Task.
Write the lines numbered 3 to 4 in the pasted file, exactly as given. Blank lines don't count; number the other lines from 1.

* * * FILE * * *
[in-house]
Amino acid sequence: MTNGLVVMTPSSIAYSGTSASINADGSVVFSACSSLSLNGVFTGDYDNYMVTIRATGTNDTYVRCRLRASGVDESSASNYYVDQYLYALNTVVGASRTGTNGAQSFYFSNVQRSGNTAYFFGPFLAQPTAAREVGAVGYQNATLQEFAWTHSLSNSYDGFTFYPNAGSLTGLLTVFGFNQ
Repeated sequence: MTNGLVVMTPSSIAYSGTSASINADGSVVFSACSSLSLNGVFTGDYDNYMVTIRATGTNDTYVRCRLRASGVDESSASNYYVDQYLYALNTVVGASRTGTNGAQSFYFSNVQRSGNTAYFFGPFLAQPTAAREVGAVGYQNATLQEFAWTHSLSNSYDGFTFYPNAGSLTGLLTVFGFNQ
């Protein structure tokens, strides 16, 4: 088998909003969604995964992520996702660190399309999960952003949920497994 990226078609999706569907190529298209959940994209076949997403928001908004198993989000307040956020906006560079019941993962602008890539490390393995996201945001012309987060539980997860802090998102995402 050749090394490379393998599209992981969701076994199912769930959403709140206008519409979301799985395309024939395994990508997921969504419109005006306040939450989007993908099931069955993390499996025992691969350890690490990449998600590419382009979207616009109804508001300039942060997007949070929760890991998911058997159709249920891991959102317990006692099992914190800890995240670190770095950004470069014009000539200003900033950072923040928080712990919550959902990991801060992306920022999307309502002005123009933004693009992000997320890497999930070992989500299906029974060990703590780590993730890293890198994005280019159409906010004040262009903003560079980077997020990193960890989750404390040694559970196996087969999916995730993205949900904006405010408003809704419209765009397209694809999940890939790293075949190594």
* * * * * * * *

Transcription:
Repeated sequence: MTNGLVVMTPSSIAYSGTSASINADGSVVFSACSSLSLNGVFTGDYDNYMVTIRATGTNDTYVRCRLRASGVDESSASNYYVDQYLYALNTVVGASRTGTNGAQSFYFSNVQRSGNTAYFFGPFLAQPTAAREVGAVGYQNATLQEFAWTHSLSNSYDGFTFYPNAGSLTGLLTVFGFNQ
């Protein structure tokens, strides 16, 4: 088998909003969604995964992520996702660190399309999960952003949920497994 990226078609999706569907190529298209959940994209076949997403928001908004198993989000307040956020906006560079019941993962602008890539490390393995996201945001012309987060539980997860802090998102995402 050749090394490379393998599209992981969701076994199912769930959403709140206008519409979301799985395309024939395994990508997921969504419109005006306040939450989007993908099931069955993390499996025992691969350890690490990449998600590419382009979207616009109804508001300039942060997007949070929760890991998911058997159709249920891991959102317990006692099992914190800890995240670190770095950004470069014009000539200003900033950072923040928080712990919550959902990991801060992306920022999307309502002005123009933004693009992000997320890497999930070992989500299906029974060990703590780590993730890293890198994005280019159409906010004040262009903003560079980077997020990193960890989750404390040694559970196996087969999916995730993205949900904006405010408003809704419209765009397209694809999940890939790293075949190594």